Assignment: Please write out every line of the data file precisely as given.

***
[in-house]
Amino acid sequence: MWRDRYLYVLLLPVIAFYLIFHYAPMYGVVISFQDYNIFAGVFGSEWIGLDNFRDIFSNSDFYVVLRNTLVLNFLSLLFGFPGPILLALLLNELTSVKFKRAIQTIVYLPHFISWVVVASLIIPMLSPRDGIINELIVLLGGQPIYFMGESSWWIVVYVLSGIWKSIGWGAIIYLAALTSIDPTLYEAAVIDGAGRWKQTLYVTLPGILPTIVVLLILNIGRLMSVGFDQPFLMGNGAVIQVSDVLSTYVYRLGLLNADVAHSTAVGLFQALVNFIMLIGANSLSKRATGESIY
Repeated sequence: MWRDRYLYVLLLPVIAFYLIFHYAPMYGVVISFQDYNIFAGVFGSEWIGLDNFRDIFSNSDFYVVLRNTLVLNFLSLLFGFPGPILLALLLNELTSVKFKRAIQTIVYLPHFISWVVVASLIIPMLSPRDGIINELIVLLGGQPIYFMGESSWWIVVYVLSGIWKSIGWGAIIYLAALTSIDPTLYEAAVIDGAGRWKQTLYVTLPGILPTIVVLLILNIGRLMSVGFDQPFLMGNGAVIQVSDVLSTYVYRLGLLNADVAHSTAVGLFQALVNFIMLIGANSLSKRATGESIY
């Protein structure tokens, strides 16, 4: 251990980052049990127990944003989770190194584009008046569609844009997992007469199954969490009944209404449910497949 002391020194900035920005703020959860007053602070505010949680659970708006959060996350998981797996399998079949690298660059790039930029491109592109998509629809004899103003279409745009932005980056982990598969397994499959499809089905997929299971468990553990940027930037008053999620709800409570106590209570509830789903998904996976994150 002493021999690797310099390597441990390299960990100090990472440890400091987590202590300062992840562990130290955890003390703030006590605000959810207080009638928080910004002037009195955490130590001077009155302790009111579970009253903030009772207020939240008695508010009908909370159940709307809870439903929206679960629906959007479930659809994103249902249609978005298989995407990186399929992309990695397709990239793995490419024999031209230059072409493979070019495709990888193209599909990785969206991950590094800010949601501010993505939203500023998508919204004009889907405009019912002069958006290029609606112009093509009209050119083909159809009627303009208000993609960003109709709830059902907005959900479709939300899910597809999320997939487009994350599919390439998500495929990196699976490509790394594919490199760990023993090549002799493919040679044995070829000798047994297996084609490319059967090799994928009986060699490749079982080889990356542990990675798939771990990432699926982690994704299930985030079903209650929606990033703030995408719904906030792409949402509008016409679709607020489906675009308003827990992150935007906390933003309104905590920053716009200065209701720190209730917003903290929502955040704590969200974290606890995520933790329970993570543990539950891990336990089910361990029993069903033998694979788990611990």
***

[in-house]
Amino acid sequence: MWRDRYLYVLLLPVIAFYLIFHYAPMYGVVISFQDYNIFAGVFGSEWIGLDNFRDIFSNSDFYVVLRNTLVLNFLSLLFGFPGPILLALLLNELTSVKFKRAIQTIVYLPHFISWVVVASLIIPMLSPRDGIINELIVLLGGQPIYFMGESSWWIVVYVLSGIWKSIGWGAIIYLAALTSIDPTLYEAAVIDGAGRWKQTLYVTLPGILPTIVVLLILNIGRLMSVGFDQPFLMGNGAVIQVSDVLSTYVYRLGLLNADVAHSTAVGLFQALVNFIMLIGANSLSKRATGESIY
Repeated sequence: MWRDRYLYVLLLPVIAFYLIFHYAPMYGVVISFQDYNIFAGVFGSEWIGLDNFRDIFSNSDFYVVLRNTLVLNFLSLLFGFPGPILLALLLNELTSVKFKRAIQTIVYLPHFISWVVVASLIIPMLSPRDGIINELIVLLGGQPIYFMGESSWWIVVYVLSGIWKSIGWGAIIYLAALTSIDPTLYEAAVIDGAGRWKQTLYVTLPGILPTIVVLLILNIGRLMSVGFDQPFLMGNGAVIQVSDVLSTYVYRLGLLNADVAHSTAVGLFQALVNFIMLIGANSLSKRATGESIY
């Protein structure tokens, strides 16, 4: 251990980052049990127990944003989770190194584009008046569609844009997992007469199954969490009944209404449910497949 002391020194900035920005703020959860007053602070505010949680659970708006959060996350998981797996399998079949690298660059790039930029491109592109998509629809004899103003279409745009932005980056982990598969397994499959499809089905997929299971468990553990940027930037008053999620709800409570106590209570509830789903998904996976994150 002493021999690797310099390597441990390299960990100090990472440890400091987590202590300062992840562990130290955890003390703030006590605000959810207080009638928080910004002037009195955490130590001077009155302790009111579970009253903030009772207020939240008695508010009908909370159940709307809870439903929206679960629906959007479930659809994103249902249609978005298989995407990186399929992309990695397709990239793995490419024999031209230059072409493979070019495709990888193209599909990785969206991950590094800010949601501010993505939203500023998508919204004009889907405009019912002069958006290029609606112009093509009209050119083909159809009627303009208000993609960003109709709830059902907005959900479709939300899910597809999320997939487009994350599919390439998500495929990196699976490509790394594919490199760990023993090549002799493919040679044995070829000798047994297996084609490319059967090799994928009986060699490749079982080889990356542990990675798939771990990432699926982690994704299930985030079903209650929606990033703030995408719904906030792409949402509008016409679709607020489906675009308003827990992150935007906390933003309104905590920053716009200065209701720190209730917003903290929502955040704590969200974290606890995520933790329970993570543990539950891990336990089910361990029993069903033998694979788990611990």